Where to Start with a Culture that Engages Every Family

In order to once and for all allow family engagement to be the important component to school reform that research has proven it can be, changing the culture of the school to be accepting and inclusive of family engagement is critical.

Questions to Ask:

As a beginning, ask your colleagues the following questions:

What do I think about family engagement?

Will family engagement work at this school? Why or why not?

What is my role in promoting family engagement at our school?

Am I willing to devote time, resources, and energy to family engagement to bring about more achievement of my students?

These simple questions get to the core of beliefs about family engagement. More often than not, educators create opinions and perceptions of family engagement based on prior experience. If the majority of interactions with families are negative, then it stands to reason that teachers and school staff, over time, will develop negative perceptions of families. How many times has a principal of a school started the school year by asking all teachers to make five positive phone calls a week? And, how many of those phone calls were really made after the first week or two of school? In order to create a culture for families, a thorough understanding of what culture is and how it impacts organizations is critical. Then and only then can an organization move forward to create a culture that is truly reflective of valuing the partnership and empowerment of all families.

If we truly want families engaged with schools and the academic lives of their children then we must work to change the culture of schools so that the process of educating children is more humanized. If we are to succeed, we have to be responsive to the individual, regardless of their background of origin. This change, however, requires those involved to understand and desire the need for the change itself and take ownership in the process An educational setting that can measure and assess progress with shared goals, shared power, respect for human dignity and cooperation is well on its way to reshaping their culture forever.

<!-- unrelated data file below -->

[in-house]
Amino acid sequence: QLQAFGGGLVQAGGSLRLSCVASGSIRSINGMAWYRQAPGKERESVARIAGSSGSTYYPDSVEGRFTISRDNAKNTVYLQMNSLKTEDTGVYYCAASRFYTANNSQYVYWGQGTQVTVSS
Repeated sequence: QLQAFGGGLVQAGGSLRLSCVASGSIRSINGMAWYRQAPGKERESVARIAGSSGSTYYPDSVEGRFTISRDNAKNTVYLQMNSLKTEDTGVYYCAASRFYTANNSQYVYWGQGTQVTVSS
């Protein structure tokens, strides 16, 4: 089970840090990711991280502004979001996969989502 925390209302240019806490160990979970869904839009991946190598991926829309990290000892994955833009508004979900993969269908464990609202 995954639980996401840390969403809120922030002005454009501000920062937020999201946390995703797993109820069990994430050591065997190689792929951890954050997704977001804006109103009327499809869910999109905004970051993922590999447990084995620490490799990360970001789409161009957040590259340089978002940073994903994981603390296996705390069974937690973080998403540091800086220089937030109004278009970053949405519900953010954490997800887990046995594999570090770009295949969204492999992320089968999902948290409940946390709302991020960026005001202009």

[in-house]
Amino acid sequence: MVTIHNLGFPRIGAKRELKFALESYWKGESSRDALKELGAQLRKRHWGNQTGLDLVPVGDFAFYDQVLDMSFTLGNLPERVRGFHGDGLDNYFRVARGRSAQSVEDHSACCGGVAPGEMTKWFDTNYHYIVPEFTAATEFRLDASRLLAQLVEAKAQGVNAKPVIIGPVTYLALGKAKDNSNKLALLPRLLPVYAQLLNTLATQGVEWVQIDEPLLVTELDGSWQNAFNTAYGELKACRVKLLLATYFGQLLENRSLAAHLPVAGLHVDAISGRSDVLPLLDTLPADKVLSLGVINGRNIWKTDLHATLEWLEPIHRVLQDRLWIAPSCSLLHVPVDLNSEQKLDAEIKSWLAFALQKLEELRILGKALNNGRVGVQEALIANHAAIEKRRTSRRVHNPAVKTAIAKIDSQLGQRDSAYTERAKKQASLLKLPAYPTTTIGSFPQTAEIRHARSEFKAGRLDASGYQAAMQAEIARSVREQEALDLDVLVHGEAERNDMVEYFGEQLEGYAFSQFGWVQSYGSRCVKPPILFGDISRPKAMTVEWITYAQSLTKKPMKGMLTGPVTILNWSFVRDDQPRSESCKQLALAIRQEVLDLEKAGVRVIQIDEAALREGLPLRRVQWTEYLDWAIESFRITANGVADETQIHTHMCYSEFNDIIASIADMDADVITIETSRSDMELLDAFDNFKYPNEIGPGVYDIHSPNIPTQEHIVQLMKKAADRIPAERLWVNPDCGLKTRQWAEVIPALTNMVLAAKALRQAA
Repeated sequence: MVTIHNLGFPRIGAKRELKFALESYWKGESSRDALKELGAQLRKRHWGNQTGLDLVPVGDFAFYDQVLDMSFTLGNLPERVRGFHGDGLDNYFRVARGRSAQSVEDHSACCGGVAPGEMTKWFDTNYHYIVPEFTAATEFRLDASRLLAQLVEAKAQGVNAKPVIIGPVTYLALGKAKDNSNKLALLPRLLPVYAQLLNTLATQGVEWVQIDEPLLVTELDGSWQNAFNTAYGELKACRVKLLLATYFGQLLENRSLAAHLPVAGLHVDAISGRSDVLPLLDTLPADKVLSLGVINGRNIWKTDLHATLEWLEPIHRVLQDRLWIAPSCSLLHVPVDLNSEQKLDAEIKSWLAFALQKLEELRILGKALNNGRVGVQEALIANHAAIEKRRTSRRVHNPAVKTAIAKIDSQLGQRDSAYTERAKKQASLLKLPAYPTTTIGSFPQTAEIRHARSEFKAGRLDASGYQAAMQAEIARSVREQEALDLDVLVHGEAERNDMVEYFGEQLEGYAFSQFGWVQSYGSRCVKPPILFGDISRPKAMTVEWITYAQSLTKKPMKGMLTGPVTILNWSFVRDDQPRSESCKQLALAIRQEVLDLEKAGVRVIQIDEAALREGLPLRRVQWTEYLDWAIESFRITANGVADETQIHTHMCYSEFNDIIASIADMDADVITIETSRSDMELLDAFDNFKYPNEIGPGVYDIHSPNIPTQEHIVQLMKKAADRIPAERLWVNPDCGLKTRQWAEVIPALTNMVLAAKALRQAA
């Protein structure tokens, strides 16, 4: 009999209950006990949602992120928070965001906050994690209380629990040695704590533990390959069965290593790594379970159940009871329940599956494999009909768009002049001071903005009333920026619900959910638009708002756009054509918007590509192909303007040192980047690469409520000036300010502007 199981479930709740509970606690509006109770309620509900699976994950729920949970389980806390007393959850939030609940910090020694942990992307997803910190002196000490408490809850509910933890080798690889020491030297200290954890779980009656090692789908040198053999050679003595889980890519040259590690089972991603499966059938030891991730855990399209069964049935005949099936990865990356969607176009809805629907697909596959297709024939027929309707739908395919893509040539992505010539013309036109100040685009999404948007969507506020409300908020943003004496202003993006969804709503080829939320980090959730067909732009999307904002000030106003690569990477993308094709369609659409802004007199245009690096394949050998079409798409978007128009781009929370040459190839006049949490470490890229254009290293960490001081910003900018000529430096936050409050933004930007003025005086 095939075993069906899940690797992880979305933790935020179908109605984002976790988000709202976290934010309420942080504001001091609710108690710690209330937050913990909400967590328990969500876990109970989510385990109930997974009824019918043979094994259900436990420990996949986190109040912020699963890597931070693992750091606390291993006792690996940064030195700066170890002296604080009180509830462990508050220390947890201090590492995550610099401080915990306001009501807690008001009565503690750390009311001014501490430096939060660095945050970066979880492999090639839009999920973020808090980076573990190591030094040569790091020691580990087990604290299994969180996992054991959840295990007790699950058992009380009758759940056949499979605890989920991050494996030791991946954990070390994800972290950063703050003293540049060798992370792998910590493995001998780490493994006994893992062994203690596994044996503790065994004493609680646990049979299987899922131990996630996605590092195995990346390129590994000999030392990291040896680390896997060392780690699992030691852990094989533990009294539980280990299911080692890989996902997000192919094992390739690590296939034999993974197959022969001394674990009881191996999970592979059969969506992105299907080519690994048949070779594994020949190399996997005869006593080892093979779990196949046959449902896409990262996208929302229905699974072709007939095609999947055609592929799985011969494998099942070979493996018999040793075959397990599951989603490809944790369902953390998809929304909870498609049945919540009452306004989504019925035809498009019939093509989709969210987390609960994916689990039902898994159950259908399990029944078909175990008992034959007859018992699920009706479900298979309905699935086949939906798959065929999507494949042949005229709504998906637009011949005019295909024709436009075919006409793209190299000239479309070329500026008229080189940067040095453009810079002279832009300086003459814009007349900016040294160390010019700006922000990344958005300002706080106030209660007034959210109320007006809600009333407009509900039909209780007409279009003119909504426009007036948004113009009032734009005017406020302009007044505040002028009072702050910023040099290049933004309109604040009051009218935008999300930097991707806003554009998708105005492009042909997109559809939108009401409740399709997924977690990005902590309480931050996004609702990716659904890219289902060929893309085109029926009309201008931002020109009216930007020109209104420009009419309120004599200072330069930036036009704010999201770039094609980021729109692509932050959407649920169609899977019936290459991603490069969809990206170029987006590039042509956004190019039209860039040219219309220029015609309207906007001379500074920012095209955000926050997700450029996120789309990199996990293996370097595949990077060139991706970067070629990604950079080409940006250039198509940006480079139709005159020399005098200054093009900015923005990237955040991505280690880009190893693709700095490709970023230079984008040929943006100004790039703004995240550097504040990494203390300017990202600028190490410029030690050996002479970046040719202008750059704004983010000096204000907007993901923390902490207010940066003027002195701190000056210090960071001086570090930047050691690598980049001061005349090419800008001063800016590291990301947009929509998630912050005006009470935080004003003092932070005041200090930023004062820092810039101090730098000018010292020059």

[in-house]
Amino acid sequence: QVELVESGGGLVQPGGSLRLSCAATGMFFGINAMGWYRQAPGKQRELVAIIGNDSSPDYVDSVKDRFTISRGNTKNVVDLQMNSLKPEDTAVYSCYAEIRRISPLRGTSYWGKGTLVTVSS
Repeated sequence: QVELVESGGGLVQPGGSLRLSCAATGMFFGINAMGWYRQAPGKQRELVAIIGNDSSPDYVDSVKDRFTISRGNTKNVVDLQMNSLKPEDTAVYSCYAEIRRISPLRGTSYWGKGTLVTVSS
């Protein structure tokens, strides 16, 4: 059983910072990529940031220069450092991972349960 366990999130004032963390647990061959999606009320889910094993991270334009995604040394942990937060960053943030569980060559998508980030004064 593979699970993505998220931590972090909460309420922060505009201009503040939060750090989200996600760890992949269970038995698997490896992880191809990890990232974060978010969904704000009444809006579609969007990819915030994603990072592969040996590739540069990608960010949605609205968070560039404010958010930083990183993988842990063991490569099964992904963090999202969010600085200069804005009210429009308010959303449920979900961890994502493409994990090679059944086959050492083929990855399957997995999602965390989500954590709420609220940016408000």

Posted on May 26, 2012 by Steven M. Constantino, Ed.D.

Steve Constantino is an author, speaker, and thought leader in the field of family engagement as well as the superintendent of the Williamsburg-James City County School District in Williamsburg, Virginia. Follow him on Twitter.

©2012 Steven M. Constantino. All rights reserved

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Permalink   Comments (2)   Send to a Friend

Tags: 2-way communication, *School-Family Partnership, Building trust & respect, Theory-Research

Posted June 5, 2012 by Mary Johnson
Everyone is talking about Teacher Standarda it times also develop Parent Standards.This would allow a guideline for local schools for building bridges and capacity for a successful tomorrow.
Parent-U-Turn Standards for Parents, Caregivers and Parent Leaders.

Standards for Parent Engagement, seven standards are delineated. These standards fall under three larger organizers, as shown below, and include:
The Focus of Parents Rights and Advocacy The Conditions for Parent rights and Advocacy Parent as a Advocate

Standard 1: ParentsAccess to information and Data collection:
� Access to information: The school/ district inform parents of testing results and the statistics of the area/school/subject matter.
 Information of results/statistics available via handouts or on-line
 The results would be printed in multiple languages
 Alert system to inform parents that the information is available
 Contact person that parents can ask to help them read and understand results-how readily available is this person.
 Parents understand and use varied assessments to inform instruction, evaluate and ensure student learning.

� Collection and Analyzing data:
o The school welcome parents on campus for research or just to observe.
 How easy or hard is it for a parent to come on campus for these purposes?